Christian Couple Beaten and Burned For Allegedly Burning Pages of The Quran

I saw a sign outside my local church the other day that read:

Know God, Know Peace

No God, No Peace

Then I read this today:

An enraged Muslim mob beat a Christian couple to death and burnt their bodies in the brick kiln where they worked on Tuesday for allegedly desecrating pages of the Holy Quran.


He said that on Sunday, Shama, wife of the deceased Shahzad Masih, was cleaning her quarters when she found some amulets belonging to her late father-in-law who used to ‘practice’ black magic.

“Shama burnt the amulets and threw them on a garbage heap. Irfan, a Muslim co-worker at the kiln, noticed some half burnt pieces of paper from the amulets and raised clamour, claiming that these were pages from the holy Quran, Soon the word spread and at 7am on Tuesday, a Muslim mob of about 3,000-4,000 people attacked the couple’s quarters at the brick kiln and tortured the couple to death. They later threw their bodies into the kiln and completely burnt them,” he said, adding that he and some other Christian families who worked at the kiln fled the kiln immediately after the incident.

He said the couple, aged between 30 and 35 years had three children while Shama was expecting a fourth child.


Blasphemy is a hugely sensitive issue in the country, with even unproven allegations often prompting mob violence. Anyone convicted, or even just accused, of insulting Islam, risks a violent and bloody death at the hands of vigilantes.

Here’s a case of real Christian persecution.

It always amazes me when religious zealots say that without their book we have no basis for morality, but then one group of them or another go off and do something like this in the name of that very same book.

Memo to religious people: burning, desecrating, destroying a book does not entitle you to murder, rape or otherwise harm someone.


Blasphemy is not a good reason to jail, behead, torture or terrorize someone. It does not give you the right to riot. If there is a god, it wouldn’t need your defense in the first place. It would be plenty capable of defending itself.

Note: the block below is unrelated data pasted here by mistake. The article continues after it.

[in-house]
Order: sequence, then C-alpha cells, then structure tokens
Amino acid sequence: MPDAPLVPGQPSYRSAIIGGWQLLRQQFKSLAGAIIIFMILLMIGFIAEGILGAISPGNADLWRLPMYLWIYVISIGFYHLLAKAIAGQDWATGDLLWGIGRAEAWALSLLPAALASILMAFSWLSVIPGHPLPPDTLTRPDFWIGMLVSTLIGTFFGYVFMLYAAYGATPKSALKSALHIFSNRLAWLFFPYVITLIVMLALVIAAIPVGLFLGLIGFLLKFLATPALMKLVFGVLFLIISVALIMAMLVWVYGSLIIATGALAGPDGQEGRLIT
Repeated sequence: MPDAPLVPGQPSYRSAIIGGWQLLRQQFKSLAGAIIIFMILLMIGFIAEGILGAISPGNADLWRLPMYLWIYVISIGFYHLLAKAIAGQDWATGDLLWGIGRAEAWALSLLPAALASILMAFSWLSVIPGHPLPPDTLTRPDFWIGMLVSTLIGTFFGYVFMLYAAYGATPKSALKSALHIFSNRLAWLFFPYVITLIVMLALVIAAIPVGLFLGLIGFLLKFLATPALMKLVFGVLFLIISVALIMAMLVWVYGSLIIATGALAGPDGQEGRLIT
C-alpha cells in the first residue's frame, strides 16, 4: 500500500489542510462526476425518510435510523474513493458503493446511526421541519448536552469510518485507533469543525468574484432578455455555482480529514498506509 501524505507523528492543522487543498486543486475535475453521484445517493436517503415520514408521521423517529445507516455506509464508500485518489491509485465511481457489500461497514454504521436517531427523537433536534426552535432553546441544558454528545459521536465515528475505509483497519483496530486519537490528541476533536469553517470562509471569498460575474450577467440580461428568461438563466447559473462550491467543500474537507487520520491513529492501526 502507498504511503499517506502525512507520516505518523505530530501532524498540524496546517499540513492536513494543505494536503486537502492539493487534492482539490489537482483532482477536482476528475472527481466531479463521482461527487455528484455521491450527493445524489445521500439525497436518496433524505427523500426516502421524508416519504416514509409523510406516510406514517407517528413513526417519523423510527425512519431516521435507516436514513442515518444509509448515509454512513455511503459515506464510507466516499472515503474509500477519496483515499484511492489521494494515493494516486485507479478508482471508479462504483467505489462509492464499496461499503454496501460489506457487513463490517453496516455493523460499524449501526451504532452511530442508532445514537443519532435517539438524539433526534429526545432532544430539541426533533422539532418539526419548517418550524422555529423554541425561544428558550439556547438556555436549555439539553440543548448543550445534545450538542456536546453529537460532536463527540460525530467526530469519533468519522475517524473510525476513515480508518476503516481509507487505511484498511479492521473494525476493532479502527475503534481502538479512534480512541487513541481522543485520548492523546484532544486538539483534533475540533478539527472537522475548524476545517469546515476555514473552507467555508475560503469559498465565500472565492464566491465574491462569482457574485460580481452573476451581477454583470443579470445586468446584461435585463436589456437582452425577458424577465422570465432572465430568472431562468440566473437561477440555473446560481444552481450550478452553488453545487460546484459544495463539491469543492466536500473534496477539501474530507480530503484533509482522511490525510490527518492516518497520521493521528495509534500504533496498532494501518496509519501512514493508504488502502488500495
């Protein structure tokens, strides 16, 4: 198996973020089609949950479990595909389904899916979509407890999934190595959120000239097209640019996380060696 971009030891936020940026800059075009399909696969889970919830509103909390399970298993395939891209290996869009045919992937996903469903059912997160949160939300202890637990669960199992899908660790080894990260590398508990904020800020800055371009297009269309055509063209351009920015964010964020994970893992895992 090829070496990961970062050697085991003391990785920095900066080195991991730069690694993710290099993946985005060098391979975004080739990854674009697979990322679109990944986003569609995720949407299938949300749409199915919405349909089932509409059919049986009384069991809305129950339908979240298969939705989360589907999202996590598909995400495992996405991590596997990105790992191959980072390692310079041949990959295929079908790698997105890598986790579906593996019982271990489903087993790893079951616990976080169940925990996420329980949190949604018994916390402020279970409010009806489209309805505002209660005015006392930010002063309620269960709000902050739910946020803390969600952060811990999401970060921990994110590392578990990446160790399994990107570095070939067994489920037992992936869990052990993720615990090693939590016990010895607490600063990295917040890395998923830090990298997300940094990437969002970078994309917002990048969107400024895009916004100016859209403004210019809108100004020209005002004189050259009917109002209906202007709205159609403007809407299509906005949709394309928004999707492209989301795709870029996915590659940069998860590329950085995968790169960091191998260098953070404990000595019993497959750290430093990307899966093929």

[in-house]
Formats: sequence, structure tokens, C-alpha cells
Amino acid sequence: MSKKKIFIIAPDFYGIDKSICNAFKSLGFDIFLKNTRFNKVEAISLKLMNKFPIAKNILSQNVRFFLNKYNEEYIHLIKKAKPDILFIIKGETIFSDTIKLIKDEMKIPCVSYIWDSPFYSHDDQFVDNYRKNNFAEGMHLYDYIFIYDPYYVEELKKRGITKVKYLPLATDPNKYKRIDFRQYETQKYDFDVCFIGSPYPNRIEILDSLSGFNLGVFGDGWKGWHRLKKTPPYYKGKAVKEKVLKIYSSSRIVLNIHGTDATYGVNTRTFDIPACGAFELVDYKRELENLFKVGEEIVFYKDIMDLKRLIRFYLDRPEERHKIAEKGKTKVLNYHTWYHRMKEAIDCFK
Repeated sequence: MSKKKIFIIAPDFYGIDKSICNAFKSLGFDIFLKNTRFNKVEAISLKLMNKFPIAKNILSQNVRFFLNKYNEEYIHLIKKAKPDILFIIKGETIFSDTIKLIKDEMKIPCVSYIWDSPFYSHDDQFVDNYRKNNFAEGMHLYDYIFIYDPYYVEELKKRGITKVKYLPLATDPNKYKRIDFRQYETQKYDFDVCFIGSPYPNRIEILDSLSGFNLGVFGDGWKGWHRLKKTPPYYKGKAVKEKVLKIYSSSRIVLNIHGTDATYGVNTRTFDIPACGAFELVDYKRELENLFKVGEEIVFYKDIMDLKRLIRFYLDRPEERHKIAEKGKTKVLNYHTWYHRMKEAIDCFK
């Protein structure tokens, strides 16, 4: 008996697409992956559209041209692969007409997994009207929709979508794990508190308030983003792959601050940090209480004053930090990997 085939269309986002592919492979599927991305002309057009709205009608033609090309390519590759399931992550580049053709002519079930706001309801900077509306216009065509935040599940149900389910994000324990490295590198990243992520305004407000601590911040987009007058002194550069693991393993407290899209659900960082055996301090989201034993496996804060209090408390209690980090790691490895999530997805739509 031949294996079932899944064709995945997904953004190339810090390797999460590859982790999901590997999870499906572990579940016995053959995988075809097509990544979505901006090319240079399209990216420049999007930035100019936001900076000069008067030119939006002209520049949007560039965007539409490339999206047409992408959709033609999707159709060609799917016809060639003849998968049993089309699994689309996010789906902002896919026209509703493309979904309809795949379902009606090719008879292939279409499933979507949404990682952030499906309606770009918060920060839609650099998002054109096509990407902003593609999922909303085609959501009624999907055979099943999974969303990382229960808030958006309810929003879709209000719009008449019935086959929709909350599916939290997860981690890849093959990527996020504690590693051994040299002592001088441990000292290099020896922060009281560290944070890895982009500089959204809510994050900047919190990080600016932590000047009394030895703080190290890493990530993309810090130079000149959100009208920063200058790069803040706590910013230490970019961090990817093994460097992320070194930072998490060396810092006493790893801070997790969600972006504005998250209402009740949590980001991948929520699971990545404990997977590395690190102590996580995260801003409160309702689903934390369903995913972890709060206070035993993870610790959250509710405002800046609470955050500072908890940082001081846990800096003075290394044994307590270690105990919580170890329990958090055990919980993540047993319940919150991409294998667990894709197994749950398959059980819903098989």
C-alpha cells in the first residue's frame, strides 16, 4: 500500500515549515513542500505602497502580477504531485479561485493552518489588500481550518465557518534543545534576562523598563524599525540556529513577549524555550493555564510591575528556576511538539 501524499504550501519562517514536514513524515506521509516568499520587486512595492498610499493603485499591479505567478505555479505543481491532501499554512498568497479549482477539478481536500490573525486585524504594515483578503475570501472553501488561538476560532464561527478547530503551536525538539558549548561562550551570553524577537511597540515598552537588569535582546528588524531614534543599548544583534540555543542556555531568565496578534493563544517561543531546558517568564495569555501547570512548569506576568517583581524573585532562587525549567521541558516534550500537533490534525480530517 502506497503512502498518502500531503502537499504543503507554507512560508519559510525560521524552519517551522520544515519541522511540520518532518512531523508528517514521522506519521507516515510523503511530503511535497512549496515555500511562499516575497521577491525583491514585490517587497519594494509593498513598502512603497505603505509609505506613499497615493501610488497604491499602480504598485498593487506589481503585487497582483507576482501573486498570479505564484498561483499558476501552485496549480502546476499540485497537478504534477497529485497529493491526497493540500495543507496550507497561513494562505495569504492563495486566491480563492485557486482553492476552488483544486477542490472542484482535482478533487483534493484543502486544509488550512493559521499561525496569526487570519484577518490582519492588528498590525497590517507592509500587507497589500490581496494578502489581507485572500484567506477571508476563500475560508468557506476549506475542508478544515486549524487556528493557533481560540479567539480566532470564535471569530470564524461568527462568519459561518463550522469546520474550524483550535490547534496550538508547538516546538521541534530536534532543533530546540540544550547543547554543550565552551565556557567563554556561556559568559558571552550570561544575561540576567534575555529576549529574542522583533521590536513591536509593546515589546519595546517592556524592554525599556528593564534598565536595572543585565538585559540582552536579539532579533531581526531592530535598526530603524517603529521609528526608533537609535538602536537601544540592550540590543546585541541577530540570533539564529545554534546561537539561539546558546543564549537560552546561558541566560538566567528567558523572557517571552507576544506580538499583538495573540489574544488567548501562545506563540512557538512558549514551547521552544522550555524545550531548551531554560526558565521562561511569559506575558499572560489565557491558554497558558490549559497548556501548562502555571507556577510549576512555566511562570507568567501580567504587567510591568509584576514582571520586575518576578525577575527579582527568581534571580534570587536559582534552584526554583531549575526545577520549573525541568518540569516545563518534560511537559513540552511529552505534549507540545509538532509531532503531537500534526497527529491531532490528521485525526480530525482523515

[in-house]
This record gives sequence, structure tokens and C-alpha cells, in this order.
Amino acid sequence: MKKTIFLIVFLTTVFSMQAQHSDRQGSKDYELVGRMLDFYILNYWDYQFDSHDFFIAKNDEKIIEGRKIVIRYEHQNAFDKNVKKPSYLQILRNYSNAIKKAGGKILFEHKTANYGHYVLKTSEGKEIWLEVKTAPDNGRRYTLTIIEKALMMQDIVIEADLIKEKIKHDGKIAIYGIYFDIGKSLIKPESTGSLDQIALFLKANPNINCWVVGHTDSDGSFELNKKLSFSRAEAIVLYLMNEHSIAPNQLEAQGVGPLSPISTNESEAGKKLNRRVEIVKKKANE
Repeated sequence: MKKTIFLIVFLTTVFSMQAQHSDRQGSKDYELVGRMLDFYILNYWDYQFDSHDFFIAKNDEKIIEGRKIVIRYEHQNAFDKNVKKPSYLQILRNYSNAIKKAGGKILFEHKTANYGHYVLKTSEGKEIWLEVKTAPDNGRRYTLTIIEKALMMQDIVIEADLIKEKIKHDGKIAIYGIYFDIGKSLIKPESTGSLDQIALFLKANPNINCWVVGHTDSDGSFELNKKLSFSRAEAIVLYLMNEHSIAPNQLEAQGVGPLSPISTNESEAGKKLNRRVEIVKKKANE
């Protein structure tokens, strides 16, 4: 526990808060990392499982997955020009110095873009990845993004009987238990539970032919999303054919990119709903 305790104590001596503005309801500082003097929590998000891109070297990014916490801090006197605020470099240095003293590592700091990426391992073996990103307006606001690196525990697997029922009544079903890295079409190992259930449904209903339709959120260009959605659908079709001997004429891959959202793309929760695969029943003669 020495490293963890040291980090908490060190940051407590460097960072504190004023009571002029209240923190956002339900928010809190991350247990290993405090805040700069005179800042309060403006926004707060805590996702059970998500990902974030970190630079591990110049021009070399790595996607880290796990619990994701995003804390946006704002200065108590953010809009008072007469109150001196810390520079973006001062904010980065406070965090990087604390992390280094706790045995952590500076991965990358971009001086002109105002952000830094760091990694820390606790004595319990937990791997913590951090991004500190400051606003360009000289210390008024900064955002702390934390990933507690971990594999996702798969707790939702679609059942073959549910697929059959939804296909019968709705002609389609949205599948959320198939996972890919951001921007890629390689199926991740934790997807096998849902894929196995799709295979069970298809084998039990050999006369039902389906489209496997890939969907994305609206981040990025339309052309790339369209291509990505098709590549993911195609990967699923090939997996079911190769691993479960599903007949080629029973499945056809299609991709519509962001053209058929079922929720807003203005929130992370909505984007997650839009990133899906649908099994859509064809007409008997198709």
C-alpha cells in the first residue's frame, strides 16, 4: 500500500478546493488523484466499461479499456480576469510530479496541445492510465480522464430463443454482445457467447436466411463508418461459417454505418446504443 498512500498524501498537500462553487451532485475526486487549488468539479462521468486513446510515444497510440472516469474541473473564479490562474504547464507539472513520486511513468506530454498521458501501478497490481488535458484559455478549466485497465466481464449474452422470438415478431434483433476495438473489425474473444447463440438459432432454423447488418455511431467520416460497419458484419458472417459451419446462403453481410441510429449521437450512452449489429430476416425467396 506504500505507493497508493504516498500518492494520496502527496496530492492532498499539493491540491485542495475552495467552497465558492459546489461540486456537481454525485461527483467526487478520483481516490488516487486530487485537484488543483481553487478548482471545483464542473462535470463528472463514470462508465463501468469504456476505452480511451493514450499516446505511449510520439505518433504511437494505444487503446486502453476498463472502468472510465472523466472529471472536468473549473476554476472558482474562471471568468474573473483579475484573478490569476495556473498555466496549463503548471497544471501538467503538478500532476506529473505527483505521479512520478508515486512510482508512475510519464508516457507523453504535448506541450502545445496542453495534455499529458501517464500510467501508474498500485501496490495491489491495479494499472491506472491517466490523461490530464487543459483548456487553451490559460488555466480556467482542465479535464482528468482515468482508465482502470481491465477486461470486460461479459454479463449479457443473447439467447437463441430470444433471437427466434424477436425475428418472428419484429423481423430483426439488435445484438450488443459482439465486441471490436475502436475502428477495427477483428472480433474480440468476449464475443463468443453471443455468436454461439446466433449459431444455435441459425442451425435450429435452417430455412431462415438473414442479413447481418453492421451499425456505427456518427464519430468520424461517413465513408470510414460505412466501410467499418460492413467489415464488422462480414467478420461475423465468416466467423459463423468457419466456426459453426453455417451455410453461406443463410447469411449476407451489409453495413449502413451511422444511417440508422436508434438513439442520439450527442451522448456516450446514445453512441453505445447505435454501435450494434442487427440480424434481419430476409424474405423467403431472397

I’m not sure how the pastor of that original church – the local one with the sign – can blissfully go around spouting such nonsense, when the evidence is so overwhelmingly not in their favor. It seems obvious to me that simply ‘knowing god’ or believing that a god exists does not guarantee peace. It also doesn’t guarantee brutality like the one described in this news story.

In fact, if you say that your religion is the thing that brings you peace, then I believe you. If you practice your religion peacefully, and use it to help you in your day-to-day life, then I completely understand your position.

But saying that if you don’t believe in god, you will know no peace is ridiculous. There are millions of atheists and agnostics that will never form a mob and terrorize people. They will likely lead very peaceful lives and they may even describe themselves as ‘being at peace’ with themselves. They may not achieve that peace using the same methods as a religious person, but that doesn’t mean they aren’t peaceful and aren’t at peace.

That Christian couple deserved better. Their unborn child deserved better. Their children (now orphans because of superstitious goonery) deserved better.








Crazy of The Day: Religious Leaders Who Claim Ebola is God’s Punishment For Immorality

Recently, I’ve seen quite a few news stories about religious leaders who claim the Ebola outbreak is God’s punishment for immoral activity here on our little blue marble.

For example, yesterday we had this from Pastor Ron Baity:

A Baptist preacher says the biblical “End Times” are upon us thanks to a federal judge striking down a ban on gay marriage in North Carolina.

According to Ron Baity of the Berean Baptist Church in Winston-Salem, N.C., God is so angry over the decision that He’s about to send something even worse than Ebola.

“You think Ebola is bad now, just wait,” Baity warned during his sermon on Sunday.

And if that wasn’t stomach churning enough for you, here’s a quote taken directly from his sermon:

“My friend, we are meriting, we are bringing the judgement of God on this nation as sure as Sodom and Gomorrah was destroyed, don’t be surprised at the plagues. Don’t be surprised at the judgement of God,” Baity said. “You think Ebola is bad now, just wait. If it’s not that, it’s going to be something else. My friends, I want you to understand, you can’t thumb your nose at God, and God turn his head away without God getting your attention.”